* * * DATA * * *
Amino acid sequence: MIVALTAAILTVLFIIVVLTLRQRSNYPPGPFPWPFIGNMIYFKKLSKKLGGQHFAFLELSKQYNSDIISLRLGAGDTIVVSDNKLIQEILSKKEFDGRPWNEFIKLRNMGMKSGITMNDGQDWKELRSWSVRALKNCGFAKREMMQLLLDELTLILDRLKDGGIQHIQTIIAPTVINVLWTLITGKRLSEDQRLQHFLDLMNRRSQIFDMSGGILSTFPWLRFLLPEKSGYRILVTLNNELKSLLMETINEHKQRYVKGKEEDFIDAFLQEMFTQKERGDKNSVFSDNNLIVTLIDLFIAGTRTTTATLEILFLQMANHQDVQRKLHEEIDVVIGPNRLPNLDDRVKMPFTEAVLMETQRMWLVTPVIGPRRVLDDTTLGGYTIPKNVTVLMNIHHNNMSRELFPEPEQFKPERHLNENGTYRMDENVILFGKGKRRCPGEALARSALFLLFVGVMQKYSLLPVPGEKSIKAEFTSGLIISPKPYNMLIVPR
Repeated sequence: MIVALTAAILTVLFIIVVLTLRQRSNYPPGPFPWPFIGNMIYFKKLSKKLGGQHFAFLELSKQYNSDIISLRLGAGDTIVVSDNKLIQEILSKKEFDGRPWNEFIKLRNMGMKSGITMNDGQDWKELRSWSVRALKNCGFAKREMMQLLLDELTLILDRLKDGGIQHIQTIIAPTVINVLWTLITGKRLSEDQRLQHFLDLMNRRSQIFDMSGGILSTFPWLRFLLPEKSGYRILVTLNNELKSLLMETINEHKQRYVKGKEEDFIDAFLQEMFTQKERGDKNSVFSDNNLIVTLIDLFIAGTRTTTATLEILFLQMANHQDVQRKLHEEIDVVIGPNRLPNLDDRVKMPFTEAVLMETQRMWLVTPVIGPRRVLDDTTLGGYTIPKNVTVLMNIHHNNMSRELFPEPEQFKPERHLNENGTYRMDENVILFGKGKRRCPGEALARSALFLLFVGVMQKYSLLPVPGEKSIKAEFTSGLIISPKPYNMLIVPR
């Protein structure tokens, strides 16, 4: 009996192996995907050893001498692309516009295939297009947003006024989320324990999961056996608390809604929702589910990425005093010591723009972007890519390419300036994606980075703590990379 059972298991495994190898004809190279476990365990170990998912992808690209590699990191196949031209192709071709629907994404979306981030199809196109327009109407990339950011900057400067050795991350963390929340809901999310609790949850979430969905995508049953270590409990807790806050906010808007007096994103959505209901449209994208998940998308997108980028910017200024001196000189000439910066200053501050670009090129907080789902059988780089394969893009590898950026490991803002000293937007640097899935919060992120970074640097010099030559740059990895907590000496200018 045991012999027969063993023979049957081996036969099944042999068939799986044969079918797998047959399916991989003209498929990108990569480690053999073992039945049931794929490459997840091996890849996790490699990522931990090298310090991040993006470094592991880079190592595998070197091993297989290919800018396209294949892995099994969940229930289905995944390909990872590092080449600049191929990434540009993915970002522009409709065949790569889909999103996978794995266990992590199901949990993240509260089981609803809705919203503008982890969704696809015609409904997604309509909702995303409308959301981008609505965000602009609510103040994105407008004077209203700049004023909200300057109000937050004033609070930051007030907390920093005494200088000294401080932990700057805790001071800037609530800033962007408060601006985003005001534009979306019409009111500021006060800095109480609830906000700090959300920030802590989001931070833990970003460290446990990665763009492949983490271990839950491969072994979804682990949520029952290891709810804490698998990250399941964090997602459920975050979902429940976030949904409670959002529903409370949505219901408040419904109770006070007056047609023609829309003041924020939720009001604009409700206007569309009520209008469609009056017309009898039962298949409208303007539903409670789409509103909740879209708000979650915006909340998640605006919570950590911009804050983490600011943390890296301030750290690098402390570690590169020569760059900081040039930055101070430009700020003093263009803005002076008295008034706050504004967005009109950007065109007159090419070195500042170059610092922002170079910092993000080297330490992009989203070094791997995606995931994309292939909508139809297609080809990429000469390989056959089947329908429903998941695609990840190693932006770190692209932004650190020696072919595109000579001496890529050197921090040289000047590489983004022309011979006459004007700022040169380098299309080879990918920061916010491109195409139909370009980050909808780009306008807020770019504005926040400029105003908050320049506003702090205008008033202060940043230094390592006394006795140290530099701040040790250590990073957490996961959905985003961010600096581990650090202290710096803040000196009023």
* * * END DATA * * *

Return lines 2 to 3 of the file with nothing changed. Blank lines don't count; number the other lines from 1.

Repeated sequence: MIVALTAAILTVLFIIVVLTLRQRSNYPPGPFPWPFIGNMIYFKKLSKKLGGQHFAFLELSKQYNSDIISLRLGAGDTIVVSDNKLIQEILSKKEFDGRPWNEFIKLRNMGMKSGITMNDGQDWKELRSWSVRALKNCGFAKREMMQLLLDELTLILDRLKDGGIQHIQTIIAPTVINVLWTLITGKRLSEDQRLQHFLDLMNRRSQIFDMSGGILSTFPWLRFLLPEKSGYRILVTLNNELKSLLMETINEHKQRYVKGKEEDFIDAFLQEMFTQKERGDKNSVFSDNNLIVTLIDLFIAGTRTTTATLEILFLQMANHQDVQRKLHEEIDVVIGPNRLPNLDDRVKMPFTEAVLMETQRMWLVTPVIGPRRVLDDTTLGGYTIPKNVTVLMNIHHNNMSRELFPEPEQFKPERHLNENGTYRMDENVILFGKGKRRCPGEALARSALFLLFVGVMQKYSLLPVPGEKSIKAEFTSGLIISPKPYNMLIVPR
């Protein structure tokens, strides 16, 4: 009996192996995907050893001498692309516009295939297009947003006024989320324990999961056996608390809604929702589910990425005093010591723009972007890519390419300036994606980075703590990379 059972298991495994190898004809190279476990365990170990998912992808690209590699990191196949031209192709071709629907994404979306981030199809196109327009109407990339950011900057400067050795991350963390929340809901999310609790949850979430969905995508049953270590409990807790806050906010808007007096994103959505209901449209994208998940998308997108980028910017200024001196000189000439910066200053501050670009090129907080789902059988780089394969893009590898950026490991803002000293937007640097899935919060992120970074640097010099030559740059990895907590000496200018 045991012999027969063993023979049957081996036969099944042999068939799986044969079918797998047959399916991989003209498929990108990569480690053999073992039945049931794929490459997840091996890849996790490699990522931990090298310090991040993006470094592991880079190592595998070197091993297989290919800018396209294949892995099994969940229930289905995944390909990872590092080449600049191929990434540009993915970002522009409709065949790569889909999103996978794995266990992590199901949990993240509260089981609803809705919203503008982890969704696809015609409904997604309509909702995303409308959301981008609505965000602009609510103040994105407008004077209203700049004023909200300057109000937050004033609070930051007030907390920093005494200088000294401080932990700057805790001071800037609530800033962007408060601006985003005001534009979306019409009111500021006060800095109480609830906000700090959300920030802590989001931070833990970003460290446990990665763009492949983490271990839950491969072994979804682990949520029952290891709810804490698998990250399941964090997602459920975050979902429940976030949904409670959002529903409370949505219901408040419904109770006070007056047609023609829309003041924020939720009001604009409700206007569309009520209008469609009056017309009898039962298949409208303007539903409670789409509103909740879209708000979650915006909340998640605006919570950590911009804050983490600011943390890296301030750290690098402390570690590169020569760059900081040039930055101070430009700020003093263009803005002076008295008034706050504004967005009109950007065109007159090419070195500042170059610092922002170079910092993000080297330490992009989203070094791997995606995931994309292939909508139809297609080809990429000469390989056959089947329908429903998941695609990840190693932006770190692209932004650190020696072919595109000579001496890529050197921090040289000047590489983004022309011979006459004007700022040169380098299309080879990918920061916010491109195409139909370009980050909808780009306008807020770019504005926040400029105003908050320049506003702090205008008033202060940043230094390592006394006795140290530099701040040790250590990073957490996961959905985003961010600096581990650090202290710096803040000196009023």